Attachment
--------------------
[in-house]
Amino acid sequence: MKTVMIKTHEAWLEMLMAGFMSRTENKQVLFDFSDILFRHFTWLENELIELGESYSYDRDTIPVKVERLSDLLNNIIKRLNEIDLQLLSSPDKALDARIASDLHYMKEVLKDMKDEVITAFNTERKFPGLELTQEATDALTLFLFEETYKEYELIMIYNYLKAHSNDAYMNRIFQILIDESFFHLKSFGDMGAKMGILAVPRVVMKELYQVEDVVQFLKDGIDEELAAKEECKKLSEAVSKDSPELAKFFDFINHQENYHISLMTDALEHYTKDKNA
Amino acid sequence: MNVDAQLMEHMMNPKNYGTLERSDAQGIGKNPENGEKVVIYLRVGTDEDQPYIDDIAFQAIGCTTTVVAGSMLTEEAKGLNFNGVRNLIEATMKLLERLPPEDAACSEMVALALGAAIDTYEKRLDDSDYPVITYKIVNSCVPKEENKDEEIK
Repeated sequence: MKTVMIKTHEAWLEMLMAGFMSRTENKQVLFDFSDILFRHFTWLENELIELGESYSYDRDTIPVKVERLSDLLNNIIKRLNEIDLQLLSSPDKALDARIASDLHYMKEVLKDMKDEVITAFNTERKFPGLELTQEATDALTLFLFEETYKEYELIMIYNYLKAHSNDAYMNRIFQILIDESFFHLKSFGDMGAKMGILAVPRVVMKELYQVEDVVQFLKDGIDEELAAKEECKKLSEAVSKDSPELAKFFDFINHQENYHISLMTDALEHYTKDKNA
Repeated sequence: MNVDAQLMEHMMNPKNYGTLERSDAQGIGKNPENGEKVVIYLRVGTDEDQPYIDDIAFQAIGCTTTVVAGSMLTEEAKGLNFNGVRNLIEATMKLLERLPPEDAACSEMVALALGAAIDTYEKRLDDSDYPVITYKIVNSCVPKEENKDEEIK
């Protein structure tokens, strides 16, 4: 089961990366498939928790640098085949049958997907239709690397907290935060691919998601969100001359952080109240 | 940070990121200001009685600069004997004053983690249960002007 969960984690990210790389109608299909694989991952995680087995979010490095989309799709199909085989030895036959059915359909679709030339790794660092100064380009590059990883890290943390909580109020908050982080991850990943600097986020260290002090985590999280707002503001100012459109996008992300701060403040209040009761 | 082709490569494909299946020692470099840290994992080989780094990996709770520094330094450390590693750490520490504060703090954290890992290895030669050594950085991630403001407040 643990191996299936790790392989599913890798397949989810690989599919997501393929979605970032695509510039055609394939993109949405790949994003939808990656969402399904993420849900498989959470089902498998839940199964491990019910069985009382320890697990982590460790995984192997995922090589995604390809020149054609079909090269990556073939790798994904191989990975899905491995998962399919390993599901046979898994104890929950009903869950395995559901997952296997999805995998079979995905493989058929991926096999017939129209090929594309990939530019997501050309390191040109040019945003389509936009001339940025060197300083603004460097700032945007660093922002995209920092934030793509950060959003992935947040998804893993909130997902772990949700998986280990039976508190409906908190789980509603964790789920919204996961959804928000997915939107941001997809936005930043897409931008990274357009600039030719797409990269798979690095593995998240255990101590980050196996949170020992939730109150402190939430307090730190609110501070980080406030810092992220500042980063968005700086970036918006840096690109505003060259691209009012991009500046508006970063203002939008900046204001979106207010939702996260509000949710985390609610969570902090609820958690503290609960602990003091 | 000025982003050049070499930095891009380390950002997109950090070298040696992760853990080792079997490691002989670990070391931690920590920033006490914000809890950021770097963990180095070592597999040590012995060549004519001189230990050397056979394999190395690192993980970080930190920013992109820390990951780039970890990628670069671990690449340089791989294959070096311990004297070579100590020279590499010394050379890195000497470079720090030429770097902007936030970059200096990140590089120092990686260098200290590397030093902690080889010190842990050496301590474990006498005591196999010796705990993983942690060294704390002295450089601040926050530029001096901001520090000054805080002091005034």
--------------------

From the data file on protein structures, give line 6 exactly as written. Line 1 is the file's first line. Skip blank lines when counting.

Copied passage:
């Protein structure tokens, strides 16, 4: 089961990366498939928790640098085949049958997907239709690397907290935060691919998601969100001359952080109240 | 940070990121200001009685600069004997004053983690249960002007 969960984690990210790389109608299909694989991952995680087995979010490095989309799709199909085989030895036959059915359909679709030339790794660092100064380009590059990883890290943390909580109020908050982080991850990943600097986020260290002090985590999280707002503001100012459109996008992300701060403040209040009761 | 082709490569494909299946020692470099840290994992080989780094990996709770520094330094450390590693750490520490504060703090954290890992290895030669050594950085991630403001407040 643990191996299936790790392989599913890798397949989810690989599919997501393929979605970032695509510039055609394939993109949405790949994003939808990656969402399904993420849900498989959470089902498998839940199964491990019910069985009382320890697990982590460790995984192997995922090589995604390809020149054609079909090269990556073939790798994904191989990975899905491995998962399919390993599901046979898994104890929950009903869950395995559901997952296997999805995998079979995905493989058929991926096999017939129209090929594309990939530019997501050309390191040109040019945003389509936009001339940025060197300083603004460097700032945007660093922002995209920092934030793509950060959003992935947040998804893993909130997902772990949700998986280990039976508190409906908190789980509603964790789920919204996961959804928000997915939107941001997809936005930043897409931008990274357009600039030719797409990269798979690095593995998240255990101590980050196996949170020992939730109150402190939430307090730190609110501070980080406030810092992220500042980063968005700086970036918006840096690109505003060259691209009012991009500046508006970063203002939008900046204001979106207010939702996260509000949710985390609610969570902090609820958690503290609960602990003091 | 000025982003050049070499930095891009380390950002997109950090070298040696992760853990080792079997490691002989670990070391931690920590920033006490914000809890950021770097963990180095070592597999040590012995060549004519001189230990050397056979394999190395690192993980970080930190920013992109820390990951780039970890990628670069671990690449340089791989294959070096311990004297070579100590020279590499010394050379890195000497470079720090030429770097902007936030970059200096990140590089120092990686260098200290590397030093902690080889010190842990050496301590474990006498005591196999010796705990993983942690060294704390002295450089601040926050530029001096901001520090000054805080002091005034």